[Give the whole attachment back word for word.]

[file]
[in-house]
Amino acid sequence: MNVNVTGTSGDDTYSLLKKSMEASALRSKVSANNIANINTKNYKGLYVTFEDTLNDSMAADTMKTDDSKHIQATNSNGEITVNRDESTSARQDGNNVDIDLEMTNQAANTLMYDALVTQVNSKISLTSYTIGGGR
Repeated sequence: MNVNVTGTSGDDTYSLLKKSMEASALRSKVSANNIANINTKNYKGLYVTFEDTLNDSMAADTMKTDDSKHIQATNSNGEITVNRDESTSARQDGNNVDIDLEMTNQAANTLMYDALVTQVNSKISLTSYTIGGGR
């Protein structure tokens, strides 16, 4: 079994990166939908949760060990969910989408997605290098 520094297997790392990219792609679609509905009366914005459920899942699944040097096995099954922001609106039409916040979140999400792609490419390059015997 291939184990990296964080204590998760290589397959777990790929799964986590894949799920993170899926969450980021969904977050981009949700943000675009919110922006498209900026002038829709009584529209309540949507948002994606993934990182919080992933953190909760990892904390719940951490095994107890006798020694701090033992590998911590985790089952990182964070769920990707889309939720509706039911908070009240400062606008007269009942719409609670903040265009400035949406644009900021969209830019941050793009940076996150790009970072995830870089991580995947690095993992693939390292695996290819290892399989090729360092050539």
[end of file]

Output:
[in-house]
Amino acid sequence: MNVNVTGTSGDDTYSLLKKSMEASALRSKVSANNIANINTKNYKGLYVTFEDTLNDSMAADTMKTDDSKHIQATNSNGEITVNRDESTSARQDGNNVDIDLEMTNQAANTLMYDALVTQVNSKISLTSYTIGGGR
Repeated sequence: MNVNVTGTSGDDTYSLLKKSMEASALRSKVSANNIANINTKNYKGLYVTFEDTLNDSMAADTMKTDDSKHIQATNSNGEITVNRDESTSARQDGNNVDIDLEMTNQAANTLMYDALVTQVNSKISLTSYTIGGGR
């Protein structure tokens, strides 16, 4: 079994990166939908949760060990969910989408997605290098 520094297997790392990219792609679609509905009366914005459920899942699944040097096995099954922001609106039409916040979140999400792609490419390059015997 291939184990990296964080204590998760290589397959777990790929799964986590894949799920993170899926969450980021969904977050981009949700943000675009919110922006498209900026002038829709009584529209309540949507948002994606993934990182919080992933953190909760990892904390719940951490095994107890006798020694701090033992590998911590985790089952990182964070769920990707889309939720509706039911908070009240400062606008007269009942719409609670903040265009400035949406644009900021969209830019941050793009940076996150790009970072995830870089991580995947690095993992693939390292695996290819290892399989090729360092050539």